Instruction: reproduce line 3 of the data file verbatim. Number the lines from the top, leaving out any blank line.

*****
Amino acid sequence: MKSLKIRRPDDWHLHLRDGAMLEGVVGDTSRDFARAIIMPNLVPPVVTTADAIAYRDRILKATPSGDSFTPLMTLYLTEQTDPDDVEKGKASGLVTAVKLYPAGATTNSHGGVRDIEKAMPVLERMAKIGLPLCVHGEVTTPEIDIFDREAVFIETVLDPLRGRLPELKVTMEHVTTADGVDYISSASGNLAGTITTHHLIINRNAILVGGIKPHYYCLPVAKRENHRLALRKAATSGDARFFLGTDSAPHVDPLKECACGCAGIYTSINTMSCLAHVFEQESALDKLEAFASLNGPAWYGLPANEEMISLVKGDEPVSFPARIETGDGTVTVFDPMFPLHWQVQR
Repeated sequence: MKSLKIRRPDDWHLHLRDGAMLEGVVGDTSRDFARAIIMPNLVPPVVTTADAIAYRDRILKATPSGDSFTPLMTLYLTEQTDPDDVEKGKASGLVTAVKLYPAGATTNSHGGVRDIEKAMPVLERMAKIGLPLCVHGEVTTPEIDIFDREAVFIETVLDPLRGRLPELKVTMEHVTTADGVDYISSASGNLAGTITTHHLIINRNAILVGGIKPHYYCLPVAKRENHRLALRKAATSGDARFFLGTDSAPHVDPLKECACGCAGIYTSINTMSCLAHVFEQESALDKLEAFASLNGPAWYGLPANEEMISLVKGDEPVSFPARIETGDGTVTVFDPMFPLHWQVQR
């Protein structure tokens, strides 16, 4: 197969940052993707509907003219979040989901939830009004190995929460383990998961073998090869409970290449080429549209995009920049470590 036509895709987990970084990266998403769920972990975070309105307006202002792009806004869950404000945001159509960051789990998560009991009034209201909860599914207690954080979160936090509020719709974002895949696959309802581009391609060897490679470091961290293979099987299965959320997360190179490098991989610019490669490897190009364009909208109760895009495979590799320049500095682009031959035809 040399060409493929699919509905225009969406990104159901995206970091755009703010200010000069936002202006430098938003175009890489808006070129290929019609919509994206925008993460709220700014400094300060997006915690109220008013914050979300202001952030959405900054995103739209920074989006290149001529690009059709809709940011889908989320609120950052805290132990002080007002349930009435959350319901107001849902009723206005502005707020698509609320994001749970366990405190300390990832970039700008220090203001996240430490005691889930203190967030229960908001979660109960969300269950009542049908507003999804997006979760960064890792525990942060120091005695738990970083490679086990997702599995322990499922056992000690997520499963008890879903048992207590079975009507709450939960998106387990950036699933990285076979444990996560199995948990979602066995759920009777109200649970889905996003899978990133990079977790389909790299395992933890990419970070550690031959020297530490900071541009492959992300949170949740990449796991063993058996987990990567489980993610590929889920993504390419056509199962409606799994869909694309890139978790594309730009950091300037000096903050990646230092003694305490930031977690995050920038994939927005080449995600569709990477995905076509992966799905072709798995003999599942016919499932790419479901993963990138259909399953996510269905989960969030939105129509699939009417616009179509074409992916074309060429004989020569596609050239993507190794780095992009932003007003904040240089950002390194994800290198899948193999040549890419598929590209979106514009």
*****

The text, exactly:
């Protein structure tokens, strides 16, 4: 197969940052993707509907003219979040989901939830009004190995929460383990998961073998090869409970290449080429549209995009920049470590 036509895709987990970084990266998403769920972990975070309105307006202002792009806004869950404000945001159509960051789990998560009991009034209201909860599914207690954080979160936090509020719709974002895949696959309802581009391609060897490679470091961290293979099987299965959320997360190179490098991989610019490669490897190009364009909208109760895009495979590799320049500095682009031959035809 040399060409493929699919509905225009969406990104159901995206970091755009703010200010000069936002202006430098938003175009890489808006070129290929019609919509994206925008993460709220700014400094300060997006915690109220008013914050979300202001952030959405900054995103739209920074989006290149001529690009059709809709940011889908989320609120950052805290132990002080007002349930009435959350319901107001849902009723206005502005707020698509609320994001749970366990405190300390990832970039700008220090203001996240430490005691889930203190967030229960908001979660109960969300269950009542049908507003999804997006979760960064890792525990942060120091005695738990970083490679086990997702599995322990499922056992000690997520499963008890879903048992207590079975009507709450939960998106387990950036699933990285076979444990996560199995948990979602066995759920009777109200649970889905996003899978990133990079977790389909790299395992933890990419970070550690031959020297530490900071541009492959992300949170949740990449796991063993058996987990990567489980993610590929889920993504390419056509199962409606799994869909694309890139978790594309730009950091300037000096903050990646230092003694305490930031977690995050920038994939927005080449995600569709990477995905076509992966799905072709798995003999599942016919499932790419479901993963990138259909399953996510269905989960969030939105129509699939009417616009179509074409992916074309060429004989020569596609050239993507190794780095992009932003007003904040240089950002390194994800290198899948193999040549890419598929590209979106514009």